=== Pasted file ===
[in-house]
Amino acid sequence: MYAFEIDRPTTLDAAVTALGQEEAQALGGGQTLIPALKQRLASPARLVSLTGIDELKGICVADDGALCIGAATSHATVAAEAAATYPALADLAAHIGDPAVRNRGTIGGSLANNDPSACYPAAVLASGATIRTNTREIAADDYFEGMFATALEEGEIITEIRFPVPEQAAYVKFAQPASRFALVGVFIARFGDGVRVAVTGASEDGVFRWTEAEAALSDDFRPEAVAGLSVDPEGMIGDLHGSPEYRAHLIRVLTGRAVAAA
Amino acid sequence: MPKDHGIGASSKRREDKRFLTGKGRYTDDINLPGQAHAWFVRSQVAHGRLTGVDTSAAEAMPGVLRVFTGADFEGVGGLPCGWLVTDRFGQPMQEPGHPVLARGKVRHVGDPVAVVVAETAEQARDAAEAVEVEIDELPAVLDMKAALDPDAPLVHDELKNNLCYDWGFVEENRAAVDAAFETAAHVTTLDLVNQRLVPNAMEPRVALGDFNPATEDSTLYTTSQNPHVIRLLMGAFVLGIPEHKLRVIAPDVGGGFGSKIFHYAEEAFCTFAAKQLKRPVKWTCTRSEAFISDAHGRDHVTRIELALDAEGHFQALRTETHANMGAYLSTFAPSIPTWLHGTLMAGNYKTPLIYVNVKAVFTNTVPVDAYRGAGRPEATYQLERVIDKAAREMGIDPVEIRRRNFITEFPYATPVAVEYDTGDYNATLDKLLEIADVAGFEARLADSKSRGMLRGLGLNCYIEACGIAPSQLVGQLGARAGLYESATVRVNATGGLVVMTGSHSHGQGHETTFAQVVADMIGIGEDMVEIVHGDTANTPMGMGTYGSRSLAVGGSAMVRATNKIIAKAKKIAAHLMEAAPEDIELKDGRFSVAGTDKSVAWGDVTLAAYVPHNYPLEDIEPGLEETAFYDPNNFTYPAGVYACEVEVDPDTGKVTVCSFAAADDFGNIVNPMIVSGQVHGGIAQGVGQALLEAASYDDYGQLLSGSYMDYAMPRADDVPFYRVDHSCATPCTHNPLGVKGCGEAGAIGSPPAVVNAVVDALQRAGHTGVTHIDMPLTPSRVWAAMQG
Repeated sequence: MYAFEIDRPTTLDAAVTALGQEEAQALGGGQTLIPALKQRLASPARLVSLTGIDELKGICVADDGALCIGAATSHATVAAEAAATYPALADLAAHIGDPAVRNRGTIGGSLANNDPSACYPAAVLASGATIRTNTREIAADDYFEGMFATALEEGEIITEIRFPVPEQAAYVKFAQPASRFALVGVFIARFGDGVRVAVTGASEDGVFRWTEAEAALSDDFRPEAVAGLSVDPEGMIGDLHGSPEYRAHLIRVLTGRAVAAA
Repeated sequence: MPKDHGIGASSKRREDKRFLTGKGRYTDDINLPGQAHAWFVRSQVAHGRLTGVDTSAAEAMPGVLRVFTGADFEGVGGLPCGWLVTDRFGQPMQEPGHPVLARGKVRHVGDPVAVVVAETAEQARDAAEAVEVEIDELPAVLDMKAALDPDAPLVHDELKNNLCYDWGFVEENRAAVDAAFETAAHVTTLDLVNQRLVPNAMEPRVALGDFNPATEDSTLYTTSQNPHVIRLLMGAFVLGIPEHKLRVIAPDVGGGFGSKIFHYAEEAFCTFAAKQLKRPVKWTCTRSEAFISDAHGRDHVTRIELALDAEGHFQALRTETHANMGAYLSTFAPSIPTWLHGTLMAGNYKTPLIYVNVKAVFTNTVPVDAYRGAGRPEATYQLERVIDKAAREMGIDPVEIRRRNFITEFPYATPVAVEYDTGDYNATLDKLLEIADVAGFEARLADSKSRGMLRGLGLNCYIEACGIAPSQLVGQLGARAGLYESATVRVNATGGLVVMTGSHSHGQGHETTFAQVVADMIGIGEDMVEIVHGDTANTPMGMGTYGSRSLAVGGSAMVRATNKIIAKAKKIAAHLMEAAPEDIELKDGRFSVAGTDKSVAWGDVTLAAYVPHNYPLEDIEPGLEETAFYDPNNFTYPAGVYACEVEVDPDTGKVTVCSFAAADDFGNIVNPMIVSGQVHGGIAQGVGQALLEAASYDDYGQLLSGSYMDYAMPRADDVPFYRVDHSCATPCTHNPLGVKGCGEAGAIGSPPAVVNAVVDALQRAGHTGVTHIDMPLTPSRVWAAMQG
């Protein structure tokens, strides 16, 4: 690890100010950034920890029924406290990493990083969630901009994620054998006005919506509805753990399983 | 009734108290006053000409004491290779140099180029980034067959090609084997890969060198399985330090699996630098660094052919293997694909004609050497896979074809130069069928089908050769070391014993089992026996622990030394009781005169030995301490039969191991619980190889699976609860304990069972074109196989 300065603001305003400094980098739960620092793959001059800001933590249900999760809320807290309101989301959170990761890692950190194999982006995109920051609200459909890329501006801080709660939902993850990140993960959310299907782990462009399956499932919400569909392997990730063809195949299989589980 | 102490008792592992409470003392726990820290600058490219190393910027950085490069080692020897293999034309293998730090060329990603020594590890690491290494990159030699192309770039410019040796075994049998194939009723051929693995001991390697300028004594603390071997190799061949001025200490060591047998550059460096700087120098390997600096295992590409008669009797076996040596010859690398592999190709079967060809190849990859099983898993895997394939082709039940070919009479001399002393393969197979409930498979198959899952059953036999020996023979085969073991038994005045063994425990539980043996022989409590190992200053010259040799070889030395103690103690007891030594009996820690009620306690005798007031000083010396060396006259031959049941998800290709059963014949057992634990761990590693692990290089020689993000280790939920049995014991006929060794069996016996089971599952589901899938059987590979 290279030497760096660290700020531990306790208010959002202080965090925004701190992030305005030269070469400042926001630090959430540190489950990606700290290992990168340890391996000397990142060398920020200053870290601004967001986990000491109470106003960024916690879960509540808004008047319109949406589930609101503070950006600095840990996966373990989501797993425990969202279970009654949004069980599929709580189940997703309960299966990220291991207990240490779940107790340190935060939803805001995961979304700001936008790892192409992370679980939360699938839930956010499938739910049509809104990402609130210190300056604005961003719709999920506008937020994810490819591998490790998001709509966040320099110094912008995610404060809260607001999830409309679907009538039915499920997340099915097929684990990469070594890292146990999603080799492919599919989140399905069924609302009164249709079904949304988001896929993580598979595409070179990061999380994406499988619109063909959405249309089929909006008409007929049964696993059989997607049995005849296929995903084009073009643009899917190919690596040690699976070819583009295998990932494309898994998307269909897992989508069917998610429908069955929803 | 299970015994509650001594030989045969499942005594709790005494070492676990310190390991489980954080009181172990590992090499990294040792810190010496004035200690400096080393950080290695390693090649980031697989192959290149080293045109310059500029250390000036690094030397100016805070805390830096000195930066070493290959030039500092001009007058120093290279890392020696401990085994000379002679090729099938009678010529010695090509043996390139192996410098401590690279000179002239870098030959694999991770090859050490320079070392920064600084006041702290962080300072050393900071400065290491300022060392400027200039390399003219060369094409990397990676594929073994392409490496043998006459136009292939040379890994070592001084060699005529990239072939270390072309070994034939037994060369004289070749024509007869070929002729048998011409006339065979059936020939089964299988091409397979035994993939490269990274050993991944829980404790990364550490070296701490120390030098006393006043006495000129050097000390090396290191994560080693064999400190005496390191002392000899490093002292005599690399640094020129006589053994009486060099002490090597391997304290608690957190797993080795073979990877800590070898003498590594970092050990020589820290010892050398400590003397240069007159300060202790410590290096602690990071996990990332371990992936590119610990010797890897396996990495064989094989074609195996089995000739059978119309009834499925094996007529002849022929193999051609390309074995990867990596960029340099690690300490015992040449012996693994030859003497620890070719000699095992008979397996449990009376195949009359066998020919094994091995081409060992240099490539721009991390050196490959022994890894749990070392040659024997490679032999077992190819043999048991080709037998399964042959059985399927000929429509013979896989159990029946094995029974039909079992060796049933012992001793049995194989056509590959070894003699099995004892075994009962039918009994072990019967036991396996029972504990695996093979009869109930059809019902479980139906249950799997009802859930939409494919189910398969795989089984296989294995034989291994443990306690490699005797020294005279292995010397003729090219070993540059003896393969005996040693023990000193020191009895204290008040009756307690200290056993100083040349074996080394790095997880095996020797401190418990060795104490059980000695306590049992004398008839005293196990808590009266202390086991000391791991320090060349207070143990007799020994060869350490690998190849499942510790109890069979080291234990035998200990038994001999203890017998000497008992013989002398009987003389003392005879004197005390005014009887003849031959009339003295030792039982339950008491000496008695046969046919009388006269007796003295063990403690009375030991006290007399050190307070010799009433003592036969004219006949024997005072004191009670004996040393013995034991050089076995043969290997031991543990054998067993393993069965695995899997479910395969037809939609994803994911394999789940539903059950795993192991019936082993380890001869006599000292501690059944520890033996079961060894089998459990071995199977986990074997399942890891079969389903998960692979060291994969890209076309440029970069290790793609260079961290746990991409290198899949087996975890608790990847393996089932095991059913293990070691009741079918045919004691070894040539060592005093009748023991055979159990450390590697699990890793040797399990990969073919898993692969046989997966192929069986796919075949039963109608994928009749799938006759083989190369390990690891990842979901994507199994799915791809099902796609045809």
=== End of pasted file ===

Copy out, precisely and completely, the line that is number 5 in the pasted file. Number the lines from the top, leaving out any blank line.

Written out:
Repeated sequence: MPKDHGIGASSKRREDKRFLTGKGRYTDDINLPGQAHAWFVRSQVAHGRLTGVDTSAAEAMPGVLRVFTGADFEGVGGLPCGWLVTDRFGQPMQEPGHPVLARGKVRHVGDPVAVVVAETAEQARDAAEAVEVEIDELPAVLDMKAALDPDAPLVHDELKNNLCYDWGFVEENRAAVDAAFETAAHVTTLDLVNQRLVPNAMEPRVALGDFNPATEDSTLYTTSQNPHVIRLLMGAFVLGIPEHKLRVIAPDVGGGFGSKIFHYAEEAFCTFAAKQLKRPVKWTCTRSEAFISDAHGRDHVTRIELALDAEGHFQALRTETHANMGAYLSTFAPSIPTWLHGTLMAGNYKTPLIYVNVKAVFTNTVPVDAYRGAGRPEATYQLERVIDKAAREMGIDPVEIRRRNFITEFPYATPVAVEYDTGDYNATLDKLLEIADVAGFEARLADSKSRGMLRGLGLNCYIEACGIAPSQLVGQLGARAGLYESATVRVNATGGLVVMTGSHSHGQGHETTFAQVVADMIGIGEDMVEIVHGDTANTPMGMGTYGSRSLAVGGSAMVRATNKIIAKAKKIAAHLMEAAPEDIELKDGRFSVAGTDKSVAWGDVTLAAYVPHNYPLEDIEPGLEETAFYDPNNFTYPAGVYACEVEVDPDTGKVTVCSFAAADDFGNIVNPMIVSGQVHGGIAQGVGQALLEAASYDDYGQLLSGSYMDYAMPRADDVPFYRVDHSCATPCTHNPLGVKGCGEAGAIGSPPAVVNAVVDALQRAGHTGVTHIDMPLTPSRVWAAMQG